Operation Fortune: Ruse de Guerre review

Operation Fortune: Ruse de Guerre review – Guy Ritchie’s big, breezy spy caper

A spirited cast, including Jason Statham and Aubrey Plaza, help deliver a fun time in Guy Ritchie’s slick and silly action comedy

After briefly disappearing into the Hollywood machine, steering IP-based franchises rather than creating his own films, Guy Ritchie is having something of a Shyamalan-esque B-movie reinvention. The big-budget bloat of Aladdin, King Arthur: Legend of the Sword and The Man from Uncle (fondly remembered by some but wisely forgotten by most) has gone and, instead, there’s a renewed sense of purpose, a returned vitality that had gone missing. While the director has not exactly regressed to his roots per se, he has focused more on what he does well rather than what pays him well, from having a boss to being the boss.

While The Gentlemen might not have been quite the riot Ritchie seemed to think it was, 2021’s brooding revenge thriller Wrath of Man delivered an effectively arresting jolt to the system and he’s re-teamed with star Jason Statham for his latest, the absurdly titled yet absurdly enjoyable Operation Fortune: Ruse de Guerre. It’s got a bit of a cursed backstory – it was shot during Covid, later renamed (it was originally called Five Eyes, blander but better), then yanked off the release schedule twice in early 2022 due to fears over Ukrainian baddies seeming in bad taste, sold from STX to Lionsgate early this year and now being released, nay dumped, a few weeks later (it will go straight to Amazon Prime in the UK) – all of which belies a rather sleekly entertaining little romp, the light to Wrath of Man’s dark.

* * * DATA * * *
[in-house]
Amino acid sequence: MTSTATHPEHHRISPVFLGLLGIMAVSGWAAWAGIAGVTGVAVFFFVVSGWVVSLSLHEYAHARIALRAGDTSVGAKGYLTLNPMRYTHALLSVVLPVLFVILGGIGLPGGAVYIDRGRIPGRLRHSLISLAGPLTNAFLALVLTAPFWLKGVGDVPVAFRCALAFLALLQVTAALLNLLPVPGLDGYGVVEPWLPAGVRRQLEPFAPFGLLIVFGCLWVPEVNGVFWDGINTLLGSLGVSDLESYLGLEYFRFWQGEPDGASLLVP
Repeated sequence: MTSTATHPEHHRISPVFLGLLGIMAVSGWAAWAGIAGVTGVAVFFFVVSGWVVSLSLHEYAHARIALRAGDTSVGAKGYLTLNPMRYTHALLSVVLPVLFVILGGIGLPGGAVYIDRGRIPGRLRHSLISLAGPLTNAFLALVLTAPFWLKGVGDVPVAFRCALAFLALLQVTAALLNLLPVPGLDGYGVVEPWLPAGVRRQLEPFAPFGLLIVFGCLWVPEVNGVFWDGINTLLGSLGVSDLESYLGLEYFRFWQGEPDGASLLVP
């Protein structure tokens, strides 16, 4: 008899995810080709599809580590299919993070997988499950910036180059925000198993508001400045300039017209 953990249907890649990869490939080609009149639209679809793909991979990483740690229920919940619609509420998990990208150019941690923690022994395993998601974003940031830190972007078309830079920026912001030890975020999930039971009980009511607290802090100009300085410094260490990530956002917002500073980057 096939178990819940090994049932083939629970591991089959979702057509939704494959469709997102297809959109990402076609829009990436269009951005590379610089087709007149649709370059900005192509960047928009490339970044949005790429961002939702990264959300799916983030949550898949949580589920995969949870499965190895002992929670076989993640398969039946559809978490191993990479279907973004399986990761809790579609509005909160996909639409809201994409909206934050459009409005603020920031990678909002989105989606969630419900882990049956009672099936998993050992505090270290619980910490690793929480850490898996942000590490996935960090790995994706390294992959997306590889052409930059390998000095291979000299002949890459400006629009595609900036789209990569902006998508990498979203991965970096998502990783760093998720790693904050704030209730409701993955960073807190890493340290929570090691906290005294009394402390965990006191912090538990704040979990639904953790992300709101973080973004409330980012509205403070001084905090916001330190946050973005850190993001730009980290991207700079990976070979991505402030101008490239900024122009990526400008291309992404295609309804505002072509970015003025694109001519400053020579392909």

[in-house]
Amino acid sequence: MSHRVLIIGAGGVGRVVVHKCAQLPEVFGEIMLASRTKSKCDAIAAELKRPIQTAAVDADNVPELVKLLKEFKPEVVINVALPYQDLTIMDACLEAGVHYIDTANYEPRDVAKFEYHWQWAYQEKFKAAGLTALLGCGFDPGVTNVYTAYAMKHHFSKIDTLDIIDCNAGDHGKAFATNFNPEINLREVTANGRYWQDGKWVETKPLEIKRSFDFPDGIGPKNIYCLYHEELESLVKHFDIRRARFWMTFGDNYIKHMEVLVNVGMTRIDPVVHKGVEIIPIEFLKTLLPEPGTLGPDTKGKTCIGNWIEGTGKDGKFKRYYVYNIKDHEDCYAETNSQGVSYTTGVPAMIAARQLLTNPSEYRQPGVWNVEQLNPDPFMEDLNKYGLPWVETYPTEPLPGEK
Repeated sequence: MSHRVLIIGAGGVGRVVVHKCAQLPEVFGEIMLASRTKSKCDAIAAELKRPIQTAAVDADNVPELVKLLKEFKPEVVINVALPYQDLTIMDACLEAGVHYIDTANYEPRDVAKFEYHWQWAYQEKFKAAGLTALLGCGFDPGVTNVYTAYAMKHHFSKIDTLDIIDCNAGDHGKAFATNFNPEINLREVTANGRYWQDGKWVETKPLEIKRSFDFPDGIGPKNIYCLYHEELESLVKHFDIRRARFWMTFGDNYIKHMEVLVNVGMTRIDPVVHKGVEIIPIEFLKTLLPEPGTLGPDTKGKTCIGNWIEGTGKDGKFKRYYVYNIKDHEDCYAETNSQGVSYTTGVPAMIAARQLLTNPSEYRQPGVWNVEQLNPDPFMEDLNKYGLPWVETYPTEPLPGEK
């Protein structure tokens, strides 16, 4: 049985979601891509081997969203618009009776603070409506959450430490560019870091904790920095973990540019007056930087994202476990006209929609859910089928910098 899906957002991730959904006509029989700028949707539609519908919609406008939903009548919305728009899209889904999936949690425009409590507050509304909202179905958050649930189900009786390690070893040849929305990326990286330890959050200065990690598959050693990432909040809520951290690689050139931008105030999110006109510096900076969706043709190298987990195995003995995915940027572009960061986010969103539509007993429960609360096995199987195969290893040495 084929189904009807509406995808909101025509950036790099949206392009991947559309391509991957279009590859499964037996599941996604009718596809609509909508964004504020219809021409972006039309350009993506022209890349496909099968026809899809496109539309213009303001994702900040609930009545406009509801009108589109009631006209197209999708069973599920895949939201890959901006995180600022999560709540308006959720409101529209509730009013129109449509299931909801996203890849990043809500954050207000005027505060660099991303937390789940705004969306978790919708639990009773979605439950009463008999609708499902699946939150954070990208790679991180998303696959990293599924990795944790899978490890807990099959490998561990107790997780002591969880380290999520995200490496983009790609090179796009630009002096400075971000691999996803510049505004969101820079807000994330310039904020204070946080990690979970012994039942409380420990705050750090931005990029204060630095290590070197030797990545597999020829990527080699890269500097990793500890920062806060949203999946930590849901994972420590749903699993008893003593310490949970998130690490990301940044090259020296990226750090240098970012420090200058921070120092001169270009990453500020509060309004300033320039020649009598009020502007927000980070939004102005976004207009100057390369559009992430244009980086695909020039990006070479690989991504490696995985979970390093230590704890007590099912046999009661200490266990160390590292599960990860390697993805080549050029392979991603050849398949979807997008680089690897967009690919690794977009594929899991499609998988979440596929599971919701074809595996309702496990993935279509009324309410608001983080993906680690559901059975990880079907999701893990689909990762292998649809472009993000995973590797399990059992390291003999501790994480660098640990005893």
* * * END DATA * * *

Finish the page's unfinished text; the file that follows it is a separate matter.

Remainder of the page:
It’s a sprightly, R-rated crib of both the Mission: Impossible and 007 movies, giving us exactly what we expect and demand of such formula from glamorous, sun-kissed international locations to niftily choreographed action set pieces, nothing we haven’t seen before and won’t see again but done with just enough playful ebullience for it to go down smoothly. It’s less of a vodka martini and more of a beer with a shot of tequila.

Statham, an often underutilised comedic actor, is Orson Fortune, a rebellious, wine-loving spy enlisted by Nathan Jasmine (a refreshingly major role for Cary Elwes) to help retrieve some mysterious MacGuffin that’s been stolen by Ukrainian mobsters. He’s paired with two other operatives (Aubrey Plaza and Mancunian rapper Bugzy Malone) and sent after lecherous arms dealer Greg Simmonds (Hugh Grant) to prevent it from falling into even wronger hands. To aid their mission, they recruit Greg’s favourite actor Danny Francesco (Josh Hartnett), hoping he might help them lie their way into his inner circle.

It’s all mercifully silly and refreshingly avoidant of a particularly annoying brand of wink, wink smugness that often infects contemporary action movies, many of which Statham himself has starred in. His lovable rogue here is a little run of the mill but he can do this shtick in his sleep and one feels like the guiding hand of Ritchie has woken him up a bit, giving his performance a welcome dose of energy.

As entertaining as he is though, it’s Plaza who secures the majority of our attention, convincingly auditioning for her own action franchise, one that might give her a little more to play with. She works hard at elevating her lines, too many of which could, and should, have been sharper on the page, the dialogue from Ritchie and co-writers/frequent collaborators Marn Davies and Ivan Atkinson needing a few too many punch-ups here and there. But the good time she’s clearly having is increasingly infectious and while it’s been a pleasure to see her excel in smaller or at least more substantive projects of late, this is a strong play for more multiplex work.

There’s arguably a little too much going on for the film to move quite as nimbly as it always should, notably Hartnett’s underdeveloped action star whose relationship with Grant’s nefarious billionaire feels like a halfhearted homage to The Unbearable Weight of Massive Talent. It’s slick in one moment and a little too scrappy the next but Ritchie’s puppyish insistence that you have as much as fun as his stars is hard to resist. The film’s bizarrely reticent rollout might have already killed any chance of further operations but there have been far, far worse franchise-starters in recent years.

  • Operation Fortune: Ruse de Guerre is out now in US and Australian cinemas and on Amazon Prime in the UK on 7 April

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